Research in Section for Neonatal Genetics
The research in Section for Neonatal Genetics focuses on genetic markers both at the DNA and RNA level. The work spans from measuring individual genomic variants or genes to sequencing entire genomes or transcriptomes. The analyses are used both in routine examination and in research projects.
Focus and Mission
Development of newborn screening
We are actively developing methodologies to validate the findings from the screening program at the genomic level. Simultaneously we are working on novel technologies which will allow cost-effective screening of large populations for rare genetic disorders.
We combine state of the art technology with population-based biobanks to create true population samples. We use these samples to study the genetic basis for common disorders. The stable of this remains the GWAS which cost-efficiently surveys large cohorts. Our high throughput laboratory can process more than 2000 such samples per week. The same lab is also capable of whole-genome sequencing more than 200 whole humane genomes per week.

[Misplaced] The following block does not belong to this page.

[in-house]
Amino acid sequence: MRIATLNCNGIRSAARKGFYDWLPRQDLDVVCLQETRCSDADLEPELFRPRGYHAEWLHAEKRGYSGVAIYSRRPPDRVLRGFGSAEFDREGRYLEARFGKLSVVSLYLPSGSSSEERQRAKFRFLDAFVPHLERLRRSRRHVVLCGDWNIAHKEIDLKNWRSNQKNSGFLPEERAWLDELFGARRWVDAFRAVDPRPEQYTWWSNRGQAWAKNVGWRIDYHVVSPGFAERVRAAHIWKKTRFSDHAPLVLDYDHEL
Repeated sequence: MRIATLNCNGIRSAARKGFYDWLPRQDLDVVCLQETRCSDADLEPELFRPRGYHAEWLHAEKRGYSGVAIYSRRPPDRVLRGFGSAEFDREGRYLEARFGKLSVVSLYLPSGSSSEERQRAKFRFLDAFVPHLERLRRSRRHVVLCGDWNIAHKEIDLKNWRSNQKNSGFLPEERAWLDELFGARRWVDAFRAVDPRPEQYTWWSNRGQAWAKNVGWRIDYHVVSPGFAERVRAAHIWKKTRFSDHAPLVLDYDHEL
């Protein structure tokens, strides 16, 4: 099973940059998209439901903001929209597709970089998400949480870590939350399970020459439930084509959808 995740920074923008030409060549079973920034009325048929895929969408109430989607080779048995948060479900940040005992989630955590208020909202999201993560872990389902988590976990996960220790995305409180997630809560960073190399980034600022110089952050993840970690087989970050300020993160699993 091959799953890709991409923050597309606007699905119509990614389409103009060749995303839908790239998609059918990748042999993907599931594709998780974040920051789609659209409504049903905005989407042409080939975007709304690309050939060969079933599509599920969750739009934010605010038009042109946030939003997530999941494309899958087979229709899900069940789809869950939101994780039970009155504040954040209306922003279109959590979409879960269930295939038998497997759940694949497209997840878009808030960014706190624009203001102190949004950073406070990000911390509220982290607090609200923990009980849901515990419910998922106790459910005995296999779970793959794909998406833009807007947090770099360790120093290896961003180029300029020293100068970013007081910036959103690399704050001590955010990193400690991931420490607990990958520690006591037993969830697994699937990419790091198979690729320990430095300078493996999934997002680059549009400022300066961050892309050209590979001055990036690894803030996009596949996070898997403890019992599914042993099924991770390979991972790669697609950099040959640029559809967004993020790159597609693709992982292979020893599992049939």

We use RNA-seq and RNA-tag methods for the study of transcriptomics at the time of birth. Transcriptomics as a molecular biomarker offers a snapshot of the gene activity at the time of delivery. Unique snapshots of cellular activity are used to, e.g. study cellular processes or look for perinatal effects.